The word “you” creates personalization. Try integrating these words into your titles and see how they work. You can do this!
Now, let’s have a look at the top 10 most popular 2, 3, and 4-word phrases used in the most viral headlines:
This list is a must-have when you’re crafting your next headlines. You may want to bookmark this page now.
Tip: Try playing with different variations of the same headline to see which gets the most clicks and shares over a range of time, so you can start getting an idea of what your readers like best.
How to Use Keywords (It's Not What You Think)
Although you don’t necessarily want keywords to be your main focus -- engagement should be your primary goal -- they should be integrated into your headlines.
Here’s how. If you’re implementing SEO, you probably have a list of keyword terms that you found in Google Adwords Keyword Planner. am I right? Well, you should know that this practice is only the foundation of what you really need. Let’s dig a little deeper.
Pretend that you’re a real estate agent that lives in Tampa, FL. You’re trying to appeal to clients who may be interested in purchasing one of your listings and you have decided to implement a blog as an inbound strategy for your online marketing.
If you use Google’s Keyword Planner, you first want to do this: Search Google for “Homes for sale Tampa, FL” -- trust me, this is right.
Ignore the first two or three Ads that come up, and have a look at the top organic listing:
This is the landing page you will want to use in the Keyword Planner Tool. It will look like this:
Next, submit your query, and view your results (Look at the keyword ideas, not ad group ideas):
The first keyword idea is “florida real estate,” and it has low competition. But for this exercise, competition doesn’t matter, and we are going to choose the most relevant idea with the highest number of searches instead: “homes for sale in fl,” which has 1300 monthly searches.
So, go back to Google search, and plug that in:
See the third suggestion? “Homes for sale in tampa florida with pools.” If you scroll to the bottom of the page, you will see yet another list of suggestions:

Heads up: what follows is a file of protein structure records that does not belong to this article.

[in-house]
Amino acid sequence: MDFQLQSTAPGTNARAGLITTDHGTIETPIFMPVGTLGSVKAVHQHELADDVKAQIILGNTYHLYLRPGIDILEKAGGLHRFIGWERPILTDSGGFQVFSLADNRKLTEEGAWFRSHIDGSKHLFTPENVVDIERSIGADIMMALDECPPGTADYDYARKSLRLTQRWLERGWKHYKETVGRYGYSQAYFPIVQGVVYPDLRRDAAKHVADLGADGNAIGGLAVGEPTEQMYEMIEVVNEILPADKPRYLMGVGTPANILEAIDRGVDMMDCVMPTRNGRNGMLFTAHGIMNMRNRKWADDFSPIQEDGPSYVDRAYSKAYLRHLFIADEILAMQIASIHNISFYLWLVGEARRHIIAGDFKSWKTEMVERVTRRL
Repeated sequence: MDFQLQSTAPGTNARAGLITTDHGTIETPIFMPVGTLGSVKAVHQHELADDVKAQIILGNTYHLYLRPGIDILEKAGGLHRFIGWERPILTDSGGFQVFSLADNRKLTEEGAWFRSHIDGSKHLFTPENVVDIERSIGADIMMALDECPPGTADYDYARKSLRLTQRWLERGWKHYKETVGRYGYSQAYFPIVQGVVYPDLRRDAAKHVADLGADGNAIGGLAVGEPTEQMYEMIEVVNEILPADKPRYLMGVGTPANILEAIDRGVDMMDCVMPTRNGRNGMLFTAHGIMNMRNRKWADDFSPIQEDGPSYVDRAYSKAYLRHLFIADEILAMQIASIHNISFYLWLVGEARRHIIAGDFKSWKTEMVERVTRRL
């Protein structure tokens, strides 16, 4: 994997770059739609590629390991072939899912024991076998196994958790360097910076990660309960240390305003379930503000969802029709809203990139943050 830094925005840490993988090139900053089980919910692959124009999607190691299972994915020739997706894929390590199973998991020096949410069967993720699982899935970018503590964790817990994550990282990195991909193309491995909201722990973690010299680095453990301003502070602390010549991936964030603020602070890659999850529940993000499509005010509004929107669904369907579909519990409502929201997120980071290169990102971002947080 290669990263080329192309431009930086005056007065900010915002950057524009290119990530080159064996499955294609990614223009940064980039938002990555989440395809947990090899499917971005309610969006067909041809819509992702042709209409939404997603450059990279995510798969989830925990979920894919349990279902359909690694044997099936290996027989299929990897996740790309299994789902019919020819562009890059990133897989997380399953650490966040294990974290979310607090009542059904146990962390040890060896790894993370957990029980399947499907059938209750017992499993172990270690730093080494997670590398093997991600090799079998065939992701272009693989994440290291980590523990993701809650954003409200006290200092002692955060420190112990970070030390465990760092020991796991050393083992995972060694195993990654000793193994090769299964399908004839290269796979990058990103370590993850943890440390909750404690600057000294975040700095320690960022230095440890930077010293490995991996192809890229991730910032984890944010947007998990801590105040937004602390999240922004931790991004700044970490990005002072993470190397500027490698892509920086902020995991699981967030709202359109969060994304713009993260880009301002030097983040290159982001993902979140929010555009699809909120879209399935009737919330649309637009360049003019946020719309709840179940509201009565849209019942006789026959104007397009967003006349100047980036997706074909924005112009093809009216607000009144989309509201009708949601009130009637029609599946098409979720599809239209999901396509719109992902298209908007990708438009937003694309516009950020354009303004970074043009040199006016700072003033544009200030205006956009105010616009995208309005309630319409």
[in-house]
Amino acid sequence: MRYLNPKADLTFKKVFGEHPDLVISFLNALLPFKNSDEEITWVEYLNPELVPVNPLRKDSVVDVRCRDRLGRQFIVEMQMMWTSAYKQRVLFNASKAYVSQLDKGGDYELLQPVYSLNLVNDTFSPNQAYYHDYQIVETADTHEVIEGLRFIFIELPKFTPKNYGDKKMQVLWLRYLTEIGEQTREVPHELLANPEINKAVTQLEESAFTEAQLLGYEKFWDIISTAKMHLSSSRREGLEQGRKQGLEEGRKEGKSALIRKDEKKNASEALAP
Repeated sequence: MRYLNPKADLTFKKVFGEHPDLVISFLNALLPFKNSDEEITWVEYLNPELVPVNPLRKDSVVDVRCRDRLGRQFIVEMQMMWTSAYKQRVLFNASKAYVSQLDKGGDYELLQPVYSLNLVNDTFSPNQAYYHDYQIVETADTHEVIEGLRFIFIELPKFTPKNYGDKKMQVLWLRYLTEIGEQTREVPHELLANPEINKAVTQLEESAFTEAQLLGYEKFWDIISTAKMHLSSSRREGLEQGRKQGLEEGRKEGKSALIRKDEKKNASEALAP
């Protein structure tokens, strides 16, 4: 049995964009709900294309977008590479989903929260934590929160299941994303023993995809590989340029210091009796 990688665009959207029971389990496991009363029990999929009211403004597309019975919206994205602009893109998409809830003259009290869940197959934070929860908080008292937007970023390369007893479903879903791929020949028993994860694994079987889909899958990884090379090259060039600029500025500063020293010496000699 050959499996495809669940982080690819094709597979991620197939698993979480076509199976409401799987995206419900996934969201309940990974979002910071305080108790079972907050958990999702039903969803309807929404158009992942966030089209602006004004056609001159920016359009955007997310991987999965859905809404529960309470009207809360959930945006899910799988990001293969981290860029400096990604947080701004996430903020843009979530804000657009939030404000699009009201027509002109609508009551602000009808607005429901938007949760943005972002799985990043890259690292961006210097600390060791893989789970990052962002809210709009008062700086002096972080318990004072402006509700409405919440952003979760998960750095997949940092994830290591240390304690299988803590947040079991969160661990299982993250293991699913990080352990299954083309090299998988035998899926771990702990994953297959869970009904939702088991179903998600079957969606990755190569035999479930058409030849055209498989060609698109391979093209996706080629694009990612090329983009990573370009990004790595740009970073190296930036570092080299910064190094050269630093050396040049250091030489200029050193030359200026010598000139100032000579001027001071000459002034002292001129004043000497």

If you really were an agent, would you ever have any home listings for sale in Miami or the surrounding areas? Orlando? If the search term is relevant, you would want to make a note of it.
Now, we’ve got a decent list from which to generate topic ideas, and we can explore how to create a brilliant headline and subheadings with one of them.
- Homes for sale in tampa florida with pools*
- Condos for sale tampa fl
- Land for sale tampa fl
- Townhomes sale tampa fl
Because it has the most substance, let’s go with the first on the list. You could create a blog post titled “Homes for Sale in Tampa Florida With Pools,” but if you do, you haven’t learned anything from this article.
Search engines are now much more intuitive, and will understand the topic if you approach it in a way that will engage readers. Instead, try this, the final lesson of the day:
This is How Tampa, FL Residents Enjoy a Day at Home (H1)
Spend a Day in the Pool That Will Blow Your Mind (H2)
It’s not hard to see why so many people are buying homes in Tampa and so few are for sale. The locals are enjoying the sunshine, and sipping on cocktails while the rest of the nation is stuck in traffic. Here’s how to live like you were born here when you visit this central coast city.
Notice that the keywords are used in the title, the subtitle, and in the first sentence of the introduction, but not worded like an advertisement, or in the exact search terms.
We’ve integrated words and phrases from the most viral headlines on the web and used the correct headline length for a blog post for inbound search.
That’s how you want to approach all of your headlines from now on.